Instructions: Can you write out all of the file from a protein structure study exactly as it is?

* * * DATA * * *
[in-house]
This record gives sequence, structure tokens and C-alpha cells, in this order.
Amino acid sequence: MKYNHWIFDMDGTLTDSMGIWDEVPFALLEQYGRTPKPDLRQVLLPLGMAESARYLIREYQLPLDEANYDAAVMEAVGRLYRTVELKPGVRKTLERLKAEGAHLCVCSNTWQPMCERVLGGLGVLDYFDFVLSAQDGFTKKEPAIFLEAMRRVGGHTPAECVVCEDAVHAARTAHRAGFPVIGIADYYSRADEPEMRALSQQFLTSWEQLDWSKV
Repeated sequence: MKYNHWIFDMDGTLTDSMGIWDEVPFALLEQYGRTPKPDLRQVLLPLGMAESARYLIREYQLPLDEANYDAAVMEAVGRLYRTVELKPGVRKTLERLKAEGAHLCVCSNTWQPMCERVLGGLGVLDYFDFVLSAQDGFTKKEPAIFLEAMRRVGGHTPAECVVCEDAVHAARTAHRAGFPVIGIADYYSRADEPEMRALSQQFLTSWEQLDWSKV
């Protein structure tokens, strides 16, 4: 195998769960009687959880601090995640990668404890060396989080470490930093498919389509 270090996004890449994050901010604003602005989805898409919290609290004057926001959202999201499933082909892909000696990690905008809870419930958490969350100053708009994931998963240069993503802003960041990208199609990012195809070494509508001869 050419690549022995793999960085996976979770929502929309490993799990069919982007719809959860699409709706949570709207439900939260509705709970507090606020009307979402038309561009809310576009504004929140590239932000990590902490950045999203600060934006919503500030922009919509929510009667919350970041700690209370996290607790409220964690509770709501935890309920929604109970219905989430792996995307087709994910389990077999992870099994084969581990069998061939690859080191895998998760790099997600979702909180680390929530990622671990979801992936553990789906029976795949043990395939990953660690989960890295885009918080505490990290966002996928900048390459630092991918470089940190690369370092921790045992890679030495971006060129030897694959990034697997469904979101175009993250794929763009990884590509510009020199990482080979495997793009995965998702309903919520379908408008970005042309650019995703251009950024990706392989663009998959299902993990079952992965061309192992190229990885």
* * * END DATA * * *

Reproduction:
[in-house]
This record gives sequence, structure tokens and C-alpha cells, in this order.
Amino acid sequence: MKYNHWIFDMDGTLTDSMGIWDEVPFALLEQYGRTPKPDLRQVLLPLGMAESARYLIREYQLPLDEANYDAAVMEAVGRLYRTVELKPGVRKTLERLKAEGAHLCVCSNTWQPMCERVLGGLGVLDYFDFVLSAQDGFTKKEPAIFLEAMRRVGGHTPAECVVCEDAVHAARTAHRAGFPVIGIADYYSRADEPEMRALSQQFLTSWEQLDWSKV
Repeated sequence: MKYNHWIFDMDGTLTDSMGIWDEVPFALLEQYGRTPKPDLRQVLLPLGMAESARYLIREYQLPLDEANYDAAVMEAVGRLYRTVELKPGVRKTLERLKAEGAHLCVCSNTWQPMCERVLGGLGVLDYFDFVLSAQDGFTKKEPAIFLEAMRRVGGHTPAECVVCEDAVHAARTAHRAGFPVIGIADYYSRADEPEMRALSQQFLTSWEQLDWSKV
């Protein structure tokens, strides 16, 4: 195998769960009687959880601090995640990668404890060396989080470490930093498919389509 270090996004890449994050901010604003602005989805898409919290609290004057926001959202999201499933082909892909000696990690905008809870419930958490969350100053708009994931998963240069993503802003960041990208199609990012195809070494509508001869 050419690549022995793999960085996976979770929502929309490993799990069919982007719809959860699409709706949570709207439900939260509705709970507090606020009307979402038309561009809310576009504004929140590239932000990590902490950045999203600060934006919503500030922009919509929510009667919350970041700690209370996290607790409220964690509770709501935890309920929604109970219905989430792996995307087709994910389990077999992870099994084969581990069998061939690859080191895998998760790099997600979702909180680390929530990622671990979801992936553990789906029976795949043990395939990953660690989960890295885009918080505490990290966002996928900048390459630092991918470089940190690369370092921790045992890679030495971006060129030897694959990034697997469904979101175009993250794929763009990884590509510009020199990482080979495997793009995965998702309903919520379908408008970005042309650019995703251009950024990706392989663009998959299902993990079952992965061309192992190229990885």